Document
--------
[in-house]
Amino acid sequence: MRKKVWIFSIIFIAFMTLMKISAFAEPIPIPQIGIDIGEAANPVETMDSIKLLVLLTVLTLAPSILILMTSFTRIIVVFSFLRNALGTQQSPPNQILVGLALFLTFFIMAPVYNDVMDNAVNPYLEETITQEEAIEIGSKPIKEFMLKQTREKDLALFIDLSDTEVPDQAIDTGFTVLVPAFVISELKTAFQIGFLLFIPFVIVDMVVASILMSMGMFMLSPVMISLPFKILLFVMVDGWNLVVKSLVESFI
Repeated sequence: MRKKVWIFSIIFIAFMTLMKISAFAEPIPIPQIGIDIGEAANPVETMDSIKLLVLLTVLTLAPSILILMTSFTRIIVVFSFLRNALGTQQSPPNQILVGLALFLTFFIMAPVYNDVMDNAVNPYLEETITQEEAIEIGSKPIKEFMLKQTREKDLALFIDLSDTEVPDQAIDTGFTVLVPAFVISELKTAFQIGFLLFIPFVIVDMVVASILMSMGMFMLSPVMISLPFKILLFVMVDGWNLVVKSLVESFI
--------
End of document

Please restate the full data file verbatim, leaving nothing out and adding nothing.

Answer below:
[in-house]
Amino acid sequence: MRKKVWIFSIIFIAFMTLMKISAFAEPIPIPQIGIDIGEAANPVETMDSIKLLVLLTVLTLAPSILILMTSFTRIIVVFSFLRNALGTQQSPPNQILVGLALFLTFFIMAPVYNDVMDNAVNPYLEETITQEEAIEIGSKPIKEFMLKQTREKDLALFIDLSDTEVPDQAIDTGFTVLVPAFVISELKTAFQIGFLLFIPFVIVDMVVASILMSMGMFMLSPVMISLPFKILLFVMVDGWNLVVKSLVESFI
Repeated sequence: MRKKVWIFSIIFIAFMTLMKISAFAEPIPIPQIGIDIGEAANPVETMDSIKLLVLLTVLTLAPSILILMTSFTRIIVVFSFLRNALGTQQSPPNQILVGLALFLTFFIMAPVYNDVMDNAVNPYLEETITQEEAIEIGSKPIKEFMLKQTREKDLALFIDLSDTEVPDQAIDTGFTVLVPAFVISELKTAFQIGFLLFIPFVIVDMVVASILMSMGMFMLSPVMISLPFKILLFVMVDGWNLVVKSLVESFI